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Nature and Philately: Bees on Stamps (And 10 Interesting Bee Facts) – Part 1

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Author: Emil Drkusic
Date: 23/11/2022

We’re all aware that bees are not only cute, but also extremely important for the life on the Earth. Today we’ll go through 8 interesting bee facts and also see some really interesting bee-related stamps.

Why Are Bees Important?

“Almost 90% of wild plants and 75% of leading global crops depend on animal pollination. One out of every three mouthfuls of our food depends on pollinators such as bees. Crops that depend on pollination are five times more valuable than those that do not.” (WWF)

Bees UK Stamps 2015

UK - 2015

We could also say it simpler: Honey bees fly from flower to flower in their search for nectar and pollen. Nectar is used as a source of energy to do their work, and also a main source of their food. Pollen is used to feed baby bees (larva) in the hive. While performing their routine work, bees also transfer pollen between the male and female parts, allowing plants to grow seeds and fruit. This enables a number of plants to grow and therefore creates the base for biodiversity on our planet.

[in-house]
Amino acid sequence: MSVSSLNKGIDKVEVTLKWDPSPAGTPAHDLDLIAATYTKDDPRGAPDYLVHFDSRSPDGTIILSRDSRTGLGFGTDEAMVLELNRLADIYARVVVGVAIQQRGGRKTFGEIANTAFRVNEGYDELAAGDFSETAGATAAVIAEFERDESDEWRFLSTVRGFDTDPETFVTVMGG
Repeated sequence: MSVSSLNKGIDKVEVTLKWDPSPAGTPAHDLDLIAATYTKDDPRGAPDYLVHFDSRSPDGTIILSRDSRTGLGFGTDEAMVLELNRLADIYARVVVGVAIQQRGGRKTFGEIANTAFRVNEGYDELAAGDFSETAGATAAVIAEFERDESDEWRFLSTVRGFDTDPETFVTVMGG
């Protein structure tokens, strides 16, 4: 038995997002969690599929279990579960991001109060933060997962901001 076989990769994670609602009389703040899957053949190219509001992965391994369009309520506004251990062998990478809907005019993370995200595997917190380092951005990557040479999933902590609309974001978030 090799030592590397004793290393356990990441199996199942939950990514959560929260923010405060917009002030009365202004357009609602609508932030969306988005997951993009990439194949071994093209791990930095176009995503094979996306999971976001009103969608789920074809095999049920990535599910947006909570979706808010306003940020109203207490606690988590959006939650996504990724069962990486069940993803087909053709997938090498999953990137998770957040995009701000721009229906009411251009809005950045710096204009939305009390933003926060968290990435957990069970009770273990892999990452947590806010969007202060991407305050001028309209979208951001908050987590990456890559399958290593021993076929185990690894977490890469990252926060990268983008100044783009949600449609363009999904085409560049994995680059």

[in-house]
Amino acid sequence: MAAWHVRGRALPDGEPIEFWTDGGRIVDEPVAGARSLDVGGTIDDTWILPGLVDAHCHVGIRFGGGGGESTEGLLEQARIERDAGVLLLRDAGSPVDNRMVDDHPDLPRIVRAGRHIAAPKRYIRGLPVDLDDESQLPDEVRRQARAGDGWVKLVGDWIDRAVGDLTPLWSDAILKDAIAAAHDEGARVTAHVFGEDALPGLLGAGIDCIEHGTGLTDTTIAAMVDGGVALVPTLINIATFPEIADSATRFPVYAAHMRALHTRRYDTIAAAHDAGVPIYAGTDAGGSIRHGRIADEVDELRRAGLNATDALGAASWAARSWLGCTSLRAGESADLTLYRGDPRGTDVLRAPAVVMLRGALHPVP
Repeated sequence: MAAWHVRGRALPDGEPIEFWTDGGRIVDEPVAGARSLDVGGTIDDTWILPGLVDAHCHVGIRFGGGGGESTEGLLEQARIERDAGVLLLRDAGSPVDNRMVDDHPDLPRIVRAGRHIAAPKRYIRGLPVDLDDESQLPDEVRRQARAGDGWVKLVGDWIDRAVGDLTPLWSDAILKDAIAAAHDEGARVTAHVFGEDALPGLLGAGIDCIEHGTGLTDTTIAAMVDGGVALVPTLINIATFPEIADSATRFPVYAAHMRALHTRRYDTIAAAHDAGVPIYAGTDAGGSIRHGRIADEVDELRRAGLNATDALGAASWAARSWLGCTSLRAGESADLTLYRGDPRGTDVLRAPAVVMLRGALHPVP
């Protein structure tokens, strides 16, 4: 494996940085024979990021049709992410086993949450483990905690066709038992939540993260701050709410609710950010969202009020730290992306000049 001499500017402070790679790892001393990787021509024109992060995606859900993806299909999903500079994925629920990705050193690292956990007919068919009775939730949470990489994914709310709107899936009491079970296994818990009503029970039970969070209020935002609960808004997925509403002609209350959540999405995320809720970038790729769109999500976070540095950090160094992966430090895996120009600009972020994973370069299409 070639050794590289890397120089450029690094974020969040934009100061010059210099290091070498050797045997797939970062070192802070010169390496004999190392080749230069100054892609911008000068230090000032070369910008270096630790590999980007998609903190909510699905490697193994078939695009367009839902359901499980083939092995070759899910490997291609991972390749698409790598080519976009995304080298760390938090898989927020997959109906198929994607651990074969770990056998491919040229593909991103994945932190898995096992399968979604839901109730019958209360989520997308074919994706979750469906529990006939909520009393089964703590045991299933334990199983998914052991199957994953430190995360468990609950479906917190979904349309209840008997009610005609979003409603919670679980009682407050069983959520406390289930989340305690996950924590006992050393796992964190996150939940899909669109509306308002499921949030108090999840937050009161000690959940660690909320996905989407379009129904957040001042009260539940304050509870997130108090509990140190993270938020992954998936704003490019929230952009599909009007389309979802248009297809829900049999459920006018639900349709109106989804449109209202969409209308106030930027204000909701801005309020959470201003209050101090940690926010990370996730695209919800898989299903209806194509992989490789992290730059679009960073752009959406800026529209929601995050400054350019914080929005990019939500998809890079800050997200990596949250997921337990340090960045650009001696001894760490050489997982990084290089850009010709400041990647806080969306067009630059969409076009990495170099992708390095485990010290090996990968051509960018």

Or even shorter – without bees, we would be in a serious trouble.

Types of Bees

There are around 2 trillion bees worldwide. They belong to 20000 bee species and are divided into 7 families (Apidae, Megachilidae, Halictidae, Andrenidae, Colletidae, Melittidae, and Stenotritidae). The most common bee species worldwide is Western honey bee (European honey bee) famous for its honey production and pollination. I guess that’s the picture of bee we have in mind when we imagine a bee.

Bees Ireland Stamps 2018

Ireland (An Post) – 2018 (by Shevaun Doherty)

With that said, there are bees that produce honey, and ones that don’t, such as digger bees, carpenter bees, and oil-collectors.

Also, when we think of bees, we think of a hive. Still, there are solitary bees who like to live on their own, and don't have a queen, or live in hives. I would say that Maya the Bee is an example of solitary bee.

Where Do Bees Live?

The usual picture we have in mind when talking about bee “home” is a hive, that could be above or underground. Such hive has one queen and a large number of workers and drones. Hive is built out of hexagons. The reason for this is that a hexagon is the preferred shape that leaves no empty space between two adjacent hexagons. This helps a lot with space organization in the hive, but also helps bee regulate temperature in warm and cold periods. Needless to say, that bees are extremely skilled builders and that they don’t have any problem building such a hive.

Bee Hive Stamp Monaco 2022

Monaco – 2022

Besides this standard picture we’re used to, bees could be found in many other places too. “Bees can be found in so many locations, some surprising. These include marshes, shingle, sand dunes, soft cliffs, heathlands, wetlands, chalk grasslands, quarries, gravel pits, sea walls and even post-industrial land.” (WWF)